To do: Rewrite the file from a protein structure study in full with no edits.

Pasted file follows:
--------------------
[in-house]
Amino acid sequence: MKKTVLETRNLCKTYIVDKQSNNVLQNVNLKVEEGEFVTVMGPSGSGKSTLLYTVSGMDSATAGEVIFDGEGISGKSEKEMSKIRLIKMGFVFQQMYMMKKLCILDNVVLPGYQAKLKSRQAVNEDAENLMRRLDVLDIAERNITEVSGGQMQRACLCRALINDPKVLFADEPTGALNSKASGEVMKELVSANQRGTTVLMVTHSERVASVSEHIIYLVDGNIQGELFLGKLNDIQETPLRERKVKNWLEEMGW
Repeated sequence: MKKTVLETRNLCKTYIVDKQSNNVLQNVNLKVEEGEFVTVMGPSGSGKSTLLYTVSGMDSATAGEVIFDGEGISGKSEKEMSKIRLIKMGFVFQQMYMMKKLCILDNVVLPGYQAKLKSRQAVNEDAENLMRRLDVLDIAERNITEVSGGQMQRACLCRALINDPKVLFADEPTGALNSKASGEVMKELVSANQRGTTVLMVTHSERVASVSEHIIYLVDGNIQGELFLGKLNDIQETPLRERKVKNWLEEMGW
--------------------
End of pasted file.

[in-house]
Amino acid sequence: MKKTVLETRNLCKTYIVDKQSNNVLQNVNLKVEEGEFVTVMGPSGSGKSTLLYTVSGMDSATAGEVIFDGEGISGKSEKEMSKIRLIKMGFVFQQMYMMKKLCILDNVVLPGYQAKLKSRQAVNEDAENLMRRLDVLDIAERNITEVSGGQMQRACLCRALINDPKVLFADEPTGALNSKASGEVMKELVSANQRGTTVLMVTHSERVASVSEHIIYLVDGNIQGELFLGKLNDIQETPLRERKVKNWLEEMGW
Repeated sequence: MKKTVLETRNLCKTYIVDKQSNNVLQNVNLKVEEGEFVTVMGPSGSGKSTLLYTVSGMDSATAGEVIFDGEGISGKSEKEMSKIRLIKMGFVFQQMYMMKKLCILDNVVLPGYQAKLKSRQAVNEDAENLMRRLDVLDIAERNITEVSGGQMQRACLCRALINDPKVLFADEPTGALNSKASGEVMKELVSANQRGTTVLMVTHSERVASVSEHIIYLVDGNIQGELFLGKLNDIQETPLRERKVKNWLEEMGW